post #6 of 39
Sometimes untucked shirts can be quite stylish, in my humble opinion, if they are the right length and tailess (or at least have just a bit of tail). Unfortunately, most of the shirts people wear are too long, so, when untucked, it diminishes their legs. There are some shirts, like those oriental shirts (kung-fu shirts, they are also called) which should be worn untucked and no other way. Still, I don't think untucked shirts will ever be as tasteless as tucked suit jackets. WJTW
post #7 of 39
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I do make many shirts to be worn outside the trousers. The blue, so-called Italian Collared shirt depicted elsewhere in this forum is a prime example. Cut with (or without) side vents and a wider, "flat" hem, this shirt is cut a bit shorter than a dress shirt.
Alex, have you ever made a guayaberra shirt?
post #8 of 39
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Alex, have you ever made a guayaberra shirt?
What about a barong?
post #9 of 39
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(Jcusey) Alex, have you ever made a guayaberra shirt?
Yes, I have made a couple of the Cuban shirts back in the day. I would venture to guess that it would not fit well with the present size of my studio staff.
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(Manton) What about a barong?
No, but then again I have no Philipino clients either. It wouldn't be too difficult, but again, I would opt out due to staff size. Before you ask, I have made a number of dashikis and remain willing to craft Hawaians, but in both cases an artist would be needed to render the designs on my 2x2 170s. Ummm - Is this a coordinated, or coincidental, pile-on?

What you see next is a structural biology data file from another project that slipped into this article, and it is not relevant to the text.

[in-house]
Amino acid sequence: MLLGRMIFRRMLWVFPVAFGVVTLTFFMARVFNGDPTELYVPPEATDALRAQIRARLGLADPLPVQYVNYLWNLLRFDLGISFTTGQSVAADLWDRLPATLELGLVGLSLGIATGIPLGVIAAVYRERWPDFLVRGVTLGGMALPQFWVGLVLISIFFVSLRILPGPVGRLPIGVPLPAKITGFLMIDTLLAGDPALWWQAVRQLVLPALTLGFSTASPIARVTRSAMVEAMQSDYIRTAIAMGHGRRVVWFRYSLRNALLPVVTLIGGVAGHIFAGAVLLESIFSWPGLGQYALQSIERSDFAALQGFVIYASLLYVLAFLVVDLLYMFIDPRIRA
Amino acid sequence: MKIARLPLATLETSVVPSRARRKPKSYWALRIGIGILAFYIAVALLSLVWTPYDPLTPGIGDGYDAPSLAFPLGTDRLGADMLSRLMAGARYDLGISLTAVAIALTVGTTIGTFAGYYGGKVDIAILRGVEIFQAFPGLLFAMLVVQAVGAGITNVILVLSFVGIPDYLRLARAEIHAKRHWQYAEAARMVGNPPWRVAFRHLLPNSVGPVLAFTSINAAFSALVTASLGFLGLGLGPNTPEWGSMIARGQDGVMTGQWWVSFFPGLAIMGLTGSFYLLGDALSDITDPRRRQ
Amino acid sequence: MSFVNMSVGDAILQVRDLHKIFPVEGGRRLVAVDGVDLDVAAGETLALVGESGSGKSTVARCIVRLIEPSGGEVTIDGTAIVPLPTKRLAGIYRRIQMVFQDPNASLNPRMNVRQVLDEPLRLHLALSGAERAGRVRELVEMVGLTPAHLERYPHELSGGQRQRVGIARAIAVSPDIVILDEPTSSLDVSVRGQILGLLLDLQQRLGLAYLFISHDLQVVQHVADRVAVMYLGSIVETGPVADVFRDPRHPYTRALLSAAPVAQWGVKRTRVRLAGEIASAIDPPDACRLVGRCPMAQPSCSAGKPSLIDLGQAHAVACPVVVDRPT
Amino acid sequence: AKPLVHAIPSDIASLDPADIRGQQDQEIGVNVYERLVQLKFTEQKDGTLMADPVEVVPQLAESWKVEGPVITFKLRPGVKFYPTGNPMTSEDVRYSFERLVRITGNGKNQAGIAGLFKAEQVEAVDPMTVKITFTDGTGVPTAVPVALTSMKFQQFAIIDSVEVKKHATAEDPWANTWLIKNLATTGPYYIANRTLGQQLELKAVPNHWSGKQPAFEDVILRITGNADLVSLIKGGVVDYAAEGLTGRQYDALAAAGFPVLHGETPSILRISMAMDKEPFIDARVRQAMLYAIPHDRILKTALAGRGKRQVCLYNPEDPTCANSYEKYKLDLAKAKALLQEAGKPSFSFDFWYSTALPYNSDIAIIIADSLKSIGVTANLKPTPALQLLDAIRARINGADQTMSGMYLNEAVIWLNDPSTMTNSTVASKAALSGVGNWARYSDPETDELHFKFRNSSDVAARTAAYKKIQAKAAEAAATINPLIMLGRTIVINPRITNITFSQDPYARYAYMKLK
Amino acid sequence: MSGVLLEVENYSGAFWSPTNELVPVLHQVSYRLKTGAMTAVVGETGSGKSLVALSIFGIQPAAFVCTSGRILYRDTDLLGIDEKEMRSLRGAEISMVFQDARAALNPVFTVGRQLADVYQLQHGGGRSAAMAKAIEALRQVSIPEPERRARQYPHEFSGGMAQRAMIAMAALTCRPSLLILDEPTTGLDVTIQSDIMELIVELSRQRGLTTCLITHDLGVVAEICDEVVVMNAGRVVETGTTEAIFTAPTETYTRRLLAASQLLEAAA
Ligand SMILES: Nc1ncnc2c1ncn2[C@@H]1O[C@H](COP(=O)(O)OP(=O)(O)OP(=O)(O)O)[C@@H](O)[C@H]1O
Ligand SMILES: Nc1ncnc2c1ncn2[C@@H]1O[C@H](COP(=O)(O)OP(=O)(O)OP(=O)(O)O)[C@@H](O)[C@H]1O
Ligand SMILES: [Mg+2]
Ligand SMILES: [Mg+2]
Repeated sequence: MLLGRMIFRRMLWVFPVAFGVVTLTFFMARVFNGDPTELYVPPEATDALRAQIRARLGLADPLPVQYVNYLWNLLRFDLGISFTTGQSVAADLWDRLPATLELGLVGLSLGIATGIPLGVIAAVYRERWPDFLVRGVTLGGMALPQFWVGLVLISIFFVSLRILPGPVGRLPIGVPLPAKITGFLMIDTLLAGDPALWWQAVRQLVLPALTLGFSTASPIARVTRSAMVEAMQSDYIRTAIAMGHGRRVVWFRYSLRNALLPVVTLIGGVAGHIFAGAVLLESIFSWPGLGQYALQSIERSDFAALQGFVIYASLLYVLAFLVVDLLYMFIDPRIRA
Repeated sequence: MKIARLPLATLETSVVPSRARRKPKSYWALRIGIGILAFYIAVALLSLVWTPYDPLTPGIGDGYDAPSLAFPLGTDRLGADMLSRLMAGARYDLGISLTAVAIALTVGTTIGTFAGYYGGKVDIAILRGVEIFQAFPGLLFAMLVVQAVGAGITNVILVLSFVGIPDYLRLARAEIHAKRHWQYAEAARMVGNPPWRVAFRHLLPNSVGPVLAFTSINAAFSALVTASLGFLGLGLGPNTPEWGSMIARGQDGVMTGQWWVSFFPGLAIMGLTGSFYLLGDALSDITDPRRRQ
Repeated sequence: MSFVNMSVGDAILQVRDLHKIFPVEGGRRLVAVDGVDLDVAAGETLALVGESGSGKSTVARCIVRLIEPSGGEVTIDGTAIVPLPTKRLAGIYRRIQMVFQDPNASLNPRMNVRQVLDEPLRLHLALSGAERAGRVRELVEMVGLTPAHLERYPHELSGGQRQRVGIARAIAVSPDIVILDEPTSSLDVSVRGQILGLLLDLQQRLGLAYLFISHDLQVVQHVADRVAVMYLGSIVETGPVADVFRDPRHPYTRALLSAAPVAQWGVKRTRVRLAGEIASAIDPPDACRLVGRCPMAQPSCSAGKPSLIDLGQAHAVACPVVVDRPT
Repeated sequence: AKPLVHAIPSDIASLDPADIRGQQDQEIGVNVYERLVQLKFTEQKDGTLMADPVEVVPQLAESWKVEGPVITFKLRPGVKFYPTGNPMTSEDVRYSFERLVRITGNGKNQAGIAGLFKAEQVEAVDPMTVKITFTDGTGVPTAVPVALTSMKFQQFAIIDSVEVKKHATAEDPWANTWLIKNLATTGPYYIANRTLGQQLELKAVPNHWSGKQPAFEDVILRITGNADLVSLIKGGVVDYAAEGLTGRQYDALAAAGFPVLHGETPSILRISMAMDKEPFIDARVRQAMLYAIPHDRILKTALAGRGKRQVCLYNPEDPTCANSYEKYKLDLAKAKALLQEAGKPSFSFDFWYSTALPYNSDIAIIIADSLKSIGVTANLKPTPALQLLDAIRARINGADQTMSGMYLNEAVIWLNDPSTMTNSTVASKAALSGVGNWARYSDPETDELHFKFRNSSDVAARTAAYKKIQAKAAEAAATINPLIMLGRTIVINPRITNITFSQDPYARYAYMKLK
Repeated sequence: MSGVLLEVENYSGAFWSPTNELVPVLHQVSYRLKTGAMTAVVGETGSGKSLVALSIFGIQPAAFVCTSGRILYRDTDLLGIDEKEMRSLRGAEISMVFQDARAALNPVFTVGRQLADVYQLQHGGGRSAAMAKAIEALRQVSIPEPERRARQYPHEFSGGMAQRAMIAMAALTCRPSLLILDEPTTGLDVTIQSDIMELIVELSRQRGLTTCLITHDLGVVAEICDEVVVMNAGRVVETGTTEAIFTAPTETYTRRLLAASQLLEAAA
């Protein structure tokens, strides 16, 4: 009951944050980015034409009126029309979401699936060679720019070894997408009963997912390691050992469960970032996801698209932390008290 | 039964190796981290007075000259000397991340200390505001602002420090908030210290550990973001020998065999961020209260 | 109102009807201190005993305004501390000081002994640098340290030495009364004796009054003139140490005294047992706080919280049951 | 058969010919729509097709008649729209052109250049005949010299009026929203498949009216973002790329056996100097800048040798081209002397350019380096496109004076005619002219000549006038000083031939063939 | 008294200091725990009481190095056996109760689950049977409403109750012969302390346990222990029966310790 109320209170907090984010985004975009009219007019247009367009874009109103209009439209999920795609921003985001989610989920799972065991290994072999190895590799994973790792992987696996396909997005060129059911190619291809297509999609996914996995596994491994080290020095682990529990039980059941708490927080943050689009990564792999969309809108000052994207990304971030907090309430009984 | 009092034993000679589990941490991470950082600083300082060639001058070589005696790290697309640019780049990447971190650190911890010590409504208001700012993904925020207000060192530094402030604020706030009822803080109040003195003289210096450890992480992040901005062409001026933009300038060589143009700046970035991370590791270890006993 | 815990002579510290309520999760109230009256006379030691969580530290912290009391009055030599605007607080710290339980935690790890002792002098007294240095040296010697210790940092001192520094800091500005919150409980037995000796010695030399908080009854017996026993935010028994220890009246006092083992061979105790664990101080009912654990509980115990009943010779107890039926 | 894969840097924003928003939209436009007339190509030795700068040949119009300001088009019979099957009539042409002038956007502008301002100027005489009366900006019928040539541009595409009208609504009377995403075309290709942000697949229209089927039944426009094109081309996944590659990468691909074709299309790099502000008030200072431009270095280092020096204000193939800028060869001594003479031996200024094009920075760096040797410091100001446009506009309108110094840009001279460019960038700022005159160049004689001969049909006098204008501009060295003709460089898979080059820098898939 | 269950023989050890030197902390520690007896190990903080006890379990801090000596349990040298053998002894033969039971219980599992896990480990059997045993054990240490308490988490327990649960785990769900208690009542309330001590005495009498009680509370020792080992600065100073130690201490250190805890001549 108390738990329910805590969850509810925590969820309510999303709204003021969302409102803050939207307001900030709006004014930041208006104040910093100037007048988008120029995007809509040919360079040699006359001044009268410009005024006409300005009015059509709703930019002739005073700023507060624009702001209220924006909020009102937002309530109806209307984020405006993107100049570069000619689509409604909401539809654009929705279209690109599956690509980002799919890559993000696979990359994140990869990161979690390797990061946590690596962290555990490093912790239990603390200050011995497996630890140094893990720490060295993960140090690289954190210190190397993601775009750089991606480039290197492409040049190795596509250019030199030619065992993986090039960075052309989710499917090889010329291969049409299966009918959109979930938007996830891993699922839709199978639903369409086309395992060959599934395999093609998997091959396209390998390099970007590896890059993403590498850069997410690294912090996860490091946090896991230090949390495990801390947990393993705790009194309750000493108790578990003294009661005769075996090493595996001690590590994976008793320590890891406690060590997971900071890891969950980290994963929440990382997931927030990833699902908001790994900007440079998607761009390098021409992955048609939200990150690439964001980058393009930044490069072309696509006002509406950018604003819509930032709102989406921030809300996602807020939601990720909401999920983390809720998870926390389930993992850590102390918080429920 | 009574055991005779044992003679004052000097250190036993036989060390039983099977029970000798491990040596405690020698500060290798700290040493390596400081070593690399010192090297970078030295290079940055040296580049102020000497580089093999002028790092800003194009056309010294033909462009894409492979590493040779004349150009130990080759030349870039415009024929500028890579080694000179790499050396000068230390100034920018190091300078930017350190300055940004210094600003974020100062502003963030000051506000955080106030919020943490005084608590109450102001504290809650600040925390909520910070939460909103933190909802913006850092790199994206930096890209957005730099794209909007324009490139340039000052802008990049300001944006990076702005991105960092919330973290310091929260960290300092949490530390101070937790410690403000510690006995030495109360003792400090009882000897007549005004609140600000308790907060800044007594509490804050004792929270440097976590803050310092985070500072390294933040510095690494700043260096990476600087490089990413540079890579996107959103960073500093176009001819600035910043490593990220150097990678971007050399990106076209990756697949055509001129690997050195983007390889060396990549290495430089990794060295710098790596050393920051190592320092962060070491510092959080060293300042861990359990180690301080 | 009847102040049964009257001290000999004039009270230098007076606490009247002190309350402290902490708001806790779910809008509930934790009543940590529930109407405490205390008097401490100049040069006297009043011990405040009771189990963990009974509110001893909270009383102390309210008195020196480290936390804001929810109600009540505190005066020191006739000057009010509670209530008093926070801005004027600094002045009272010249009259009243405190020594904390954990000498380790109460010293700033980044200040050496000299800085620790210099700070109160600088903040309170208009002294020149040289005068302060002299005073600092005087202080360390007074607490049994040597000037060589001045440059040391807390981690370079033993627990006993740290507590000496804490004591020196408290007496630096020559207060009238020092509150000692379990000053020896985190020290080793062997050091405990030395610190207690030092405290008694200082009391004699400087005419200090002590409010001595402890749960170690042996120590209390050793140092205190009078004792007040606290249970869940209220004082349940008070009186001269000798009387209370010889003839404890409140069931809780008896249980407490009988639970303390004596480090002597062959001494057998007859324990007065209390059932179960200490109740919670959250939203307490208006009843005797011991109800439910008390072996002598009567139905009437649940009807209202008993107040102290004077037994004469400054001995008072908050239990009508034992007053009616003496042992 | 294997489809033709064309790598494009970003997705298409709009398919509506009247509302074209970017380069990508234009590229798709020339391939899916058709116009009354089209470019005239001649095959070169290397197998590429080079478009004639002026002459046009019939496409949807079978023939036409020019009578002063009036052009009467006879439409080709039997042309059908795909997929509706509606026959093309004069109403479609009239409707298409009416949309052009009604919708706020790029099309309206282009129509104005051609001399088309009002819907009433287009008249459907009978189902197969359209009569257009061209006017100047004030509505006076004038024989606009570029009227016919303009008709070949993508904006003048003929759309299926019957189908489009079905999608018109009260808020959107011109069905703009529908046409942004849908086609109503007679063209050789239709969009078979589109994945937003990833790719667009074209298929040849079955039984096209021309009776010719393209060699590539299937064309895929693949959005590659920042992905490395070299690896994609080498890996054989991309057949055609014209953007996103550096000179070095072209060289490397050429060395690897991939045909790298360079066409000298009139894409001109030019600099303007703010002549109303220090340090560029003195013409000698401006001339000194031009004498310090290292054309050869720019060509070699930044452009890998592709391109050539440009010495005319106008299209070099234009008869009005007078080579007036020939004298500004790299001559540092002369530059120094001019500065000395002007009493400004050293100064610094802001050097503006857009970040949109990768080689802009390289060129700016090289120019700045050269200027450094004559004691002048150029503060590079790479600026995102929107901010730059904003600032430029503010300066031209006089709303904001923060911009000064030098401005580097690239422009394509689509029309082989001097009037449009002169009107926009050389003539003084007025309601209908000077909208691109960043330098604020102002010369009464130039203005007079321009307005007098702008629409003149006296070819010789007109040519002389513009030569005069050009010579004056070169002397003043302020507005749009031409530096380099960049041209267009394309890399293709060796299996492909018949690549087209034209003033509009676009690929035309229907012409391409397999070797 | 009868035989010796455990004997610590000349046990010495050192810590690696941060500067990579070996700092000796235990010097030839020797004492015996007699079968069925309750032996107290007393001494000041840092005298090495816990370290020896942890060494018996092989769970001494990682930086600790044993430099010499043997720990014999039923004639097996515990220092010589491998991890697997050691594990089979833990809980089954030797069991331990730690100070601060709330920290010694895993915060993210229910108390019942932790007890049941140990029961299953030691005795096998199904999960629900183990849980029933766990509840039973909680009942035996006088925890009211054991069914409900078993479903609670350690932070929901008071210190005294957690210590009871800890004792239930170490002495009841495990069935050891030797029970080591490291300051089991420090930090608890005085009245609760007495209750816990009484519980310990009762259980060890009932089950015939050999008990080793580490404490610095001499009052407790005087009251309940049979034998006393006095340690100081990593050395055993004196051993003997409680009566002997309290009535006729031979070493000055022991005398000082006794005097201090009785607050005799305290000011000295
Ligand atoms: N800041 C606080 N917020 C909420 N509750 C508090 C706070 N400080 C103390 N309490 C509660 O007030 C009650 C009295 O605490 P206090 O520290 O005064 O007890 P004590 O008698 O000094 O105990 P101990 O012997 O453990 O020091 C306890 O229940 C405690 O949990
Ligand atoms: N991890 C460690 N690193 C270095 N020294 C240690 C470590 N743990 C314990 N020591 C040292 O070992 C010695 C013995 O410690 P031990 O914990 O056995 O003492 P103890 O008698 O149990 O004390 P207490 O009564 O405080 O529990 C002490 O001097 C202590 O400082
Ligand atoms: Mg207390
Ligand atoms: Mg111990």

post #10 of 39
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Ummm - Is this a coordinated, or coincidental, pile-on?
I saw an opening, and charged on through.
post #11 of 39
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(Jcusey) Alex, have you ever made a guayaberra shirt?
Yes, I have made a couple of the Cuban shirts back in the day. I would venture to guess that it would not fit well with the present size of my studio staff.
Either I'm slow on the uptake (probably a given), or this is a non sequitur. Why would the one have any impact on the other?
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Ummm - Is this a coordinated, or coincidental, pile-on?
Coordinated. Manton and I were both scheduled to ask questions at the same time. We'll also be asking questions at 3:00 PM today.
post #12 of 39
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(JCusey) Either I'm slow on the uptake (probably a given), or this is a non sequitur. Why would the one have any impact on the other?